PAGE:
This is something my mom would make for me for my lunch after coming home from school. That was like, almost twenty years ago. This fried rice to me seems to have some sort of magic powers to make me happy. I love the combination of sweet and salty from the soy sauce. Well actually, I love anything with soy sauce. I always sock up at least three bottles of different types of soy sauce in my pantry. It always comes in handy for quick stir fries in any dish. However, for this particular dish, I use kecap manis. According to Wikipedia, kecap manis is a sweet soy sauce, with a thick and syrupy consistency. It also has a sweet, treacle-like flavor due to the generous addition of palm sugar in it. This seriously awesome stuff is available at your local asian grocery store.
Today, I still make this for myself for lunch or dinner with my husband. (who is now a soy convert) Sometimes I obsessed with it not being as good as the way my mom makes it. I don’t know how she does it but I guess it’s because she has her special touch and always makes everything taste absolutely comforting and delicious.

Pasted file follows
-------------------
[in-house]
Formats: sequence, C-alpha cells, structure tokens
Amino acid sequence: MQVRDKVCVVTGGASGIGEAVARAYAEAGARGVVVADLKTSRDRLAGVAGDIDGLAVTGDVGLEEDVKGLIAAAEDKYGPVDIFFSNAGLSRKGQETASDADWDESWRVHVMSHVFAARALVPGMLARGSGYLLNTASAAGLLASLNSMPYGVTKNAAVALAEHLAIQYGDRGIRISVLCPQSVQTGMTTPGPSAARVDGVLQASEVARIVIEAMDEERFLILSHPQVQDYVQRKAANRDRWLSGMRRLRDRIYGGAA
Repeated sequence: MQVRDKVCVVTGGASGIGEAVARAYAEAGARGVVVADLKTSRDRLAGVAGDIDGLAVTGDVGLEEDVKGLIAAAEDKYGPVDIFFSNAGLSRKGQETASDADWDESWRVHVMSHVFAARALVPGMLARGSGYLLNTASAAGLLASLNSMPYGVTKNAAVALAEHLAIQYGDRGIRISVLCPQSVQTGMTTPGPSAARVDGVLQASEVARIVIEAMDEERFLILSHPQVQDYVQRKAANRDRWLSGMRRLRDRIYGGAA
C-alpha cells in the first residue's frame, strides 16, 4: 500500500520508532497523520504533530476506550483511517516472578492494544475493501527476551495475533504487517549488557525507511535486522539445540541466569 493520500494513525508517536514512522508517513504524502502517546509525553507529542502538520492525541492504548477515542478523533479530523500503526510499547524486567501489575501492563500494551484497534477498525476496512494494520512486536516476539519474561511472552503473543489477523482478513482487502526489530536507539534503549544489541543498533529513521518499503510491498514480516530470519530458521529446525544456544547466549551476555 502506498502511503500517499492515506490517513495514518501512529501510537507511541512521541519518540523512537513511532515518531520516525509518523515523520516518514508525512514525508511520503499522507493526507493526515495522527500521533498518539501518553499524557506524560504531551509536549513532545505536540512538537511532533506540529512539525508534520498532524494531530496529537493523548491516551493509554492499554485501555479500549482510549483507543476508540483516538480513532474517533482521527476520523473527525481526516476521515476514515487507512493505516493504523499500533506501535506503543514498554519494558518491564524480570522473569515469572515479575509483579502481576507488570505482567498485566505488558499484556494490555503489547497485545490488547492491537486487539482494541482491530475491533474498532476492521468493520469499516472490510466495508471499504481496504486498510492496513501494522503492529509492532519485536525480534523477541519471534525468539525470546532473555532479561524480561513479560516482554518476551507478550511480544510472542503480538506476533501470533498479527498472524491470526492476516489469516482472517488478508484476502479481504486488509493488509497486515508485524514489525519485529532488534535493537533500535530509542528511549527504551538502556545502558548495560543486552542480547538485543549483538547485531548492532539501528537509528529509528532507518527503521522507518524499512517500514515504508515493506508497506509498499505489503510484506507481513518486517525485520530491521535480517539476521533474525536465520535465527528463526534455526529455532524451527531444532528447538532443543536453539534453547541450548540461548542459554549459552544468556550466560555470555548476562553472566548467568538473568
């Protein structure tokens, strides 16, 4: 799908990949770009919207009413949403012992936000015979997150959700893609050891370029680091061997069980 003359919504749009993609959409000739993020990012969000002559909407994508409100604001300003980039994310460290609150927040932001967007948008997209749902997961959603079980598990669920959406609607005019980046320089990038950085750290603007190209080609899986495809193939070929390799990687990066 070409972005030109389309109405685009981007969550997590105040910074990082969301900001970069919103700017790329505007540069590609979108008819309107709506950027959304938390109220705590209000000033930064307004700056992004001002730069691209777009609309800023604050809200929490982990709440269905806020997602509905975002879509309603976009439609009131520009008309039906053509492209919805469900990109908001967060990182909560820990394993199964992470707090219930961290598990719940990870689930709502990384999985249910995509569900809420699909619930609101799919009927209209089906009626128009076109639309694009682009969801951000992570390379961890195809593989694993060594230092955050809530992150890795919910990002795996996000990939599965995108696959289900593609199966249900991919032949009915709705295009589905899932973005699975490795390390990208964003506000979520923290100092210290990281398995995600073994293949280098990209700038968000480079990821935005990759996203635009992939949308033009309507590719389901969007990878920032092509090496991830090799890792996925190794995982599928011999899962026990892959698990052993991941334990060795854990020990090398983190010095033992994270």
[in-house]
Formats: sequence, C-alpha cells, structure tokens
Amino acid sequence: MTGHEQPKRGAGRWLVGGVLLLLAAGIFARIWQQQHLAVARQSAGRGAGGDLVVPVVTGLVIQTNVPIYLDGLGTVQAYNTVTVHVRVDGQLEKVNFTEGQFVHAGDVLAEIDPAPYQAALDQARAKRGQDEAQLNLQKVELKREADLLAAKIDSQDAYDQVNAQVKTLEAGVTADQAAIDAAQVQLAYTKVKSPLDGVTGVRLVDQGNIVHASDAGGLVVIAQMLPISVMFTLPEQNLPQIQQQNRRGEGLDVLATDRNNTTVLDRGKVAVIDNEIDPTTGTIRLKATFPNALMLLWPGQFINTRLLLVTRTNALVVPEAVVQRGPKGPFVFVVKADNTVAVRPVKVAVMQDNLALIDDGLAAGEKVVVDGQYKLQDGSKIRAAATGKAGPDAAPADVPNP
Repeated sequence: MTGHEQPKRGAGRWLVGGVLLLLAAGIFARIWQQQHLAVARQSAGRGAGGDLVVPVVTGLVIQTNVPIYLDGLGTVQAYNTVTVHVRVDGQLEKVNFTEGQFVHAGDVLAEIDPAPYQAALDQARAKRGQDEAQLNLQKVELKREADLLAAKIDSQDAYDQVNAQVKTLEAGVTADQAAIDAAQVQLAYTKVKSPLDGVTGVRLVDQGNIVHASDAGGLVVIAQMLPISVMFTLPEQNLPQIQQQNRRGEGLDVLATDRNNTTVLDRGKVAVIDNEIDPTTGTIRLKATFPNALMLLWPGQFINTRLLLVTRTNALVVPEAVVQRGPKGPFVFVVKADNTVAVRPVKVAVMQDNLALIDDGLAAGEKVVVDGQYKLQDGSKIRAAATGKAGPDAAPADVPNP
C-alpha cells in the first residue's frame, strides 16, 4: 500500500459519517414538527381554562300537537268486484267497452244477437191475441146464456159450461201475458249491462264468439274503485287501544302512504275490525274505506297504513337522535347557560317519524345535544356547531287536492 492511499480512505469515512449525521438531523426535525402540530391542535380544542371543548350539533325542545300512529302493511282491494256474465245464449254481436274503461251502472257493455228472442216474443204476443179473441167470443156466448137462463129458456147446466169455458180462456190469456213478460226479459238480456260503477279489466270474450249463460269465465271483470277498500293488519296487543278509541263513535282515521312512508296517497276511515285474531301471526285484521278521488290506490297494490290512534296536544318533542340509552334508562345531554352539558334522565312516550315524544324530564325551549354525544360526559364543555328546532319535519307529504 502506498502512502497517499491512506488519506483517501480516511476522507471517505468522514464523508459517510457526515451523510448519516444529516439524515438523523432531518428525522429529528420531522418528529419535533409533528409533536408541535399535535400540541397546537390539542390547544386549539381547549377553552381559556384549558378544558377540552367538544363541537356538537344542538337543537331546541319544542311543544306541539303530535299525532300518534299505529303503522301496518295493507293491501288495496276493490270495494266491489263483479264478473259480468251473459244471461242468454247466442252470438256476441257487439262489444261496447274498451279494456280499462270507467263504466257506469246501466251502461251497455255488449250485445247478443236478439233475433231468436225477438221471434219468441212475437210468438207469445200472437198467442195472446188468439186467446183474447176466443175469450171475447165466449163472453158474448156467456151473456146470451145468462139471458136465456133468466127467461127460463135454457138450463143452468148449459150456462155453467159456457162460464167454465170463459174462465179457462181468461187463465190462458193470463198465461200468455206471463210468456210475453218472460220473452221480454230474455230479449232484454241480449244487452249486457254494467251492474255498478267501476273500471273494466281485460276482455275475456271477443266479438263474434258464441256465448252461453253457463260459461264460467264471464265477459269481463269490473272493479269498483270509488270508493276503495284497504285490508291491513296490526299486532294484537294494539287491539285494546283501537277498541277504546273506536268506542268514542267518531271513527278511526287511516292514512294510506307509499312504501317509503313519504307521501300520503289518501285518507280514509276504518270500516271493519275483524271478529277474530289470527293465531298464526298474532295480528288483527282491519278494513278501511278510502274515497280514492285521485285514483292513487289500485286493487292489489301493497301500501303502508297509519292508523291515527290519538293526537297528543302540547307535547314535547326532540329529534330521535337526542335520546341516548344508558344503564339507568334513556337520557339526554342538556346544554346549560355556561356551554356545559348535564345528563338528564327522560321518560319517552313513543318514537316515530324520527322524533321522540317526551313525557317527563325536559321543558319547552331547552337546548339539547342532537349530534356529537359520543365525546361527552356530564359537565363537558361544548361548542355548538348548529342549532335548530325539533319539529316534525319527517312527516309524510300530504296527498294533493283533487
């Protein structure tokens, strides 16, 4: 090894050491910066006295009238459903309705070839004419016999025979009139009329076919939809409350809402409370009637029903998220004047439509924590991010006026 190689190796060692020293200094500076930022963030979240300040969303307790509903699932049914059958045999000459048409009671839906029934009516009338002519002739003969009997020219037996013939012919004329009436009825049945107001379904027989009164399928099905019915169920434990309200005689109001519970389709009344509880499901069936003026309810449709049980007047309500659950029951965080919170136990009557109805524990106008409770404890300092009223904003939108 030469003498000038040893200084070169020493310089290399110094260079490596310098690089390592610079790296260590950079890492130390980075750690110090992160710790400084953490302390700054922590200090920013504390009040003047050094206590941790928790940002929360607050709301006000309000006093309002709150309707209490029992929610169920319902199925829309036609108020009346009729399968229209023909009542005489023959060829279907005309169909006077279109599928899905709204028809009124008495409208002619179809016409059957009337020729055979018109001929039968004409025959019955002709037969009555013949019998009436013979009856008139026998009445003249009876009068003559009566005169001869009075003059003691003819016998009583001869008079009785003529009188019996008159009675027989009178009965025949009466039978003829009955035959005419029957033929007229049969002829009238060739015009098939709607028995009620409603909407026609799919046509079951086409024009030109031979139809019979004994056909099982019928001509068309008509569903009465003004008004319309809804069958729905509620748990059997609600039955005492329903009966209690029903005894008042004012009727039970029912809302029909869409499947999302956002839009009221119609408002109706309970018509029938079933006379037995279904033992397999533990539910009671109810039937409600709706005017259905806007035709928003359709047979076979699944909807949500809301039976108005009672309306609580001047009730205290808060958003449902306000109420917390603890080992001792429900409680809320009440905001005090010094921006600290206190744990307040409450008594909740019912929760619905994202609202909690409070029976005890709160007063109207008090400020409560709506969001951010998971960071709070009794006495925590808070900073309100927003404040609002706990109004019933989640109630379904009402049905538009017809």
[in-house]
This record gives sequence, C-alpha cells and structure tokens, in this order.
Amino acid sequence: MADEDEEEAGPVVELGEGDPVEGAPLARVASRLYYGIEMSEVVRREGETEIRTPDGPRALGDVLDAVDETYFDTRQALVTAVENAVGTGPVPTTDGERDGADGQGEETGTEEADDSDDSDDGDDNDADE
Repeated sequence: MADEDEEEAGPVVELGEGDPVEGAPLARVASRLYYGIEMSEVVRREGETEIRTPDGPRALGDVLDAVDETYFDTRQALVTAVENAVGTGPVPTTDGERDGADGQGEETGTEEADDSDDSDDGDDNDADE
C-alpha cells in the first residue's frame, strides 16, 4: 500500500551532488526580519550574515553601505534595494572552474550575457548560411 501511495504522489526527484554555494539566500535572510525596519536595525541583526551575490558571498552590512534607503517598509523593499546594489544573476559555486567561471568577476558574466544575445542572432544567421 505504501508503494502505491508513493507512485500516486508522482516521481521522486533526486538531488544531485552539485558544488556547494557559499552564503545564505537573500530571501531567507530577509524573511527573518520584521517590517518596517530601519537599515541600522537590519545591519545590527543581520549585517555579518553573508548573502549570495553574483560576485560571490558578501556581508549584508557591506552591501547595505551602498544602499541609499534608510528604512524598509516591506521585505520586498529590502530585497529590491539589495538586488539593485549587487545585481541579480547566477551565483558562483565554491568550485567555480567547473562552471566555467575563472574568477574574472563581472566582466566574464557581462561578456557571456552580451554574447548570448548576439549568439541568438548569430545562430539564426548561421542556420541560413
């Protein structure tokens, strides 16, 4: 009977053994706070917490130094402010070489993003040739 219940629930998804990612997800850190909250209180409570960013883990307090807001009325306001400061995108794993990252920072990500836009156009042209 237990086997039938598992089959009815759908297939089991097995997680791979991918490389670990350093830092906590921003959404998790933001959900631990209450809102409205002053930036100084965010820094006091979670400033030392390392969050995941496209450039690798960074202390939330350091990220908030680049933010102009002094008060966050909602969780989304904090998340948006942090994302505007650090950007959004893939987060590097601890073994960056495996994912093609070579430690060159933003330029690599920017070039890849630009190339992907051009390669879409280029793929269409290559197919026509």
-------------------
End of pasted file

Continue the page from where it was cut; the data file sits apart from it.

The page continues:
Sweet Beef Fried Rice
1 tablespoon canola or vegetable oil
3 small shallot, thinly sliced
1 cup of beef strip
2 small cloves garlic, minced
1 teaspoon black pepper
3 tablespoon kecap manis (sweet soy sauce)
1/4 cup beef stock or water
1 1/2 cups cooked long-grain rice (use day old rice)
1/4 cup frozen petite peas
Heat oil in a wok over a medium high heat. Then add in the thinly sliced shallots and fry until it is golden brown. Mix the beef strips, mince garlic and black pepper in a small bowl and set aside for 10 minutes. Then, drop that in the wok along with the fried shallots and stir fry until the beef is brown. Now add in the beef stock. Let it come up to a boil, then add in the cooked rice and continue to stir fry and then add in about 1/3 cup of frozen petite peas and continue to stir fry and season to taste. Serve warm topped with omellete.
2 eggs (lightly beaten)
Salt and pepper
Beat eggs and lightly season with salt and pepper in a small bowl. Pour egg into heated oiled work until almost set. Remove from work, roll it up and then slice it thinly or to your liking.